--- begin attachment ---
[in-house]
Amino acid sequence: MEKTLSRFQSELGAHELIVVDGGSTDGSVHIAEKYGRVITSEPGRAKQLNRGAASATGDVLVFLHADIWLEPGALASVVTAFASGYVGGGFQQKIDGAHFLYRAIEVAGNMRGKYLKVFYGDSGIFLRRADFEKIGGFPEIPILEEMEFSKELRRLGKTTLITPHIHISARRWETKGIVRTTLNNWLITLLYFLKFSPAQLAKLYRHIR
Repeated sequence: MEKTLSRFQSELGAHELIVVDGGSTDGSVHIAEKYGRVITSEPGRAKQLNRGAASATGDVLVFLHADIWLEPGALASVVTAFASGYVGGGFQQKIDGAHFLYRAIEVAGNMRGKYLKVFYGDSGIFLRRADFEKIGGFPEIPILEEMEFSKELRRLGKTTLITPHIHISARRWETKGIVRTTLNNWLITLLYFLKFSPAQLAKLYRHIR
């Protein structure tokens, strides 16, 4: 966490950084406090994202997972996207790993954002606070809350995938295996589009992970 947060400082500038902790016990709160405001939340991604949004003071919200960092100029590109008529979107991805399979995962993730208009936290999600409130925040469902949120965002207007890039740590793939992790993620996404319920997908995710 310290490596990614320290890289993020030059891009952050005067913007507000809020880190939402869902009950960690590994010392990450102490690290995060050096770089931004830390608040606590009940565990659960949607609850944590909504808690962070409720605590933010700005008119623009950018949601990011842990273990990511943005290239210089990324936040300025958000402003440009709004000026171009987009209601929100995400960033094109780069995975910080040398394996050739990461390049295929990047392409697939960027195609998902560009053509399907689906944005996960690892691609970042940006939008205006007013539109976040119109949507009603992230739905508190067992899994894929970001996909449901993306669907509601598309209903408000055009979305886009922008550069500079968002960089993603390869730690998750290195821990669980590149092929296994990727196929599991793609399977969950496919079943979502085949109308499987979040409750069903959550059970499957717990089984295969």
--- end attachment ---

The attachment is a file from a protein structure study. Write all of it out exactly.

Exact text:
[in-house]
Amino acid sequence: MEKTLSRFQSELGAHELIVVDGGSTDGSVHIAEKYGRVITSEPGRAKQLNRGAASATGDVLVFLHADIWLEPGALASVVTAFASGYVGGGFQQKIDGAHFLYRAIEVAGNMRGKYLKVFYGDSGIFLRRADFEKIGGFPEIPILEEMEFSKELRRLGKTTLITPHIHISARRWETKGIVRTTLNNWLITLLYFLKFSPAQLAKLYRHIR
Repeated sequence: MEKTLSRFQSELGAHELIVVDGGSTDGSVHIAEKYGRVITSEPGRAKQLNRGAASATGDVLVFLHADIWLEPGALASVVTAFASGYVGGGFQQKIDGAHFLYRAIEVAGNMRGKYLKVFYGDSGIFLRRADFEKIGGFPEIPILEEMEFSKELRRLGKTTLITPHIHISARRWETKGIVRTTLNNWLITLLYFLKFSPAQLAKLYRHIR
């Protein structure tokens, strides 16, 4: 966490950084406090994202997972996207790993954002606070809350995938295996589009992970 947060400082500038902790016990709160405001939340991604949004003071919200960092100029590109008529979107991805399979995962993730208009936290999600409130925040469902949120965002207007890039740590793939992790993620996404319920997908995710 310290490596990614320290890289993020030059891009952050005067913007507000809020880190939402869902009950960690590994010392990450102490690290995060050096770089931004830390608040606590009940565990659960949607609850944590909504808690962070409720605590933010700005008119623009950018949601990011842990273990990511943005290239210089990324936040300025958000402003440009709004000026171009987009209601929100995400960033094109780069995975910080040398394996050739990461390049295929990047392409697939960027195609998902560009053509399907689906944005996960690892691609970042940006939008205006007013539109976040119109949507009603992230739905508190067992899994894929970001996909449901993306669907509601598309209903408000055009979305886009922008550069500079968002960089993603390869730690998750290195821990669980590149092929296994990727196929599991793609399977969950496919079943979502085949109308499987979040409750069903959550059970499957717990089984295969």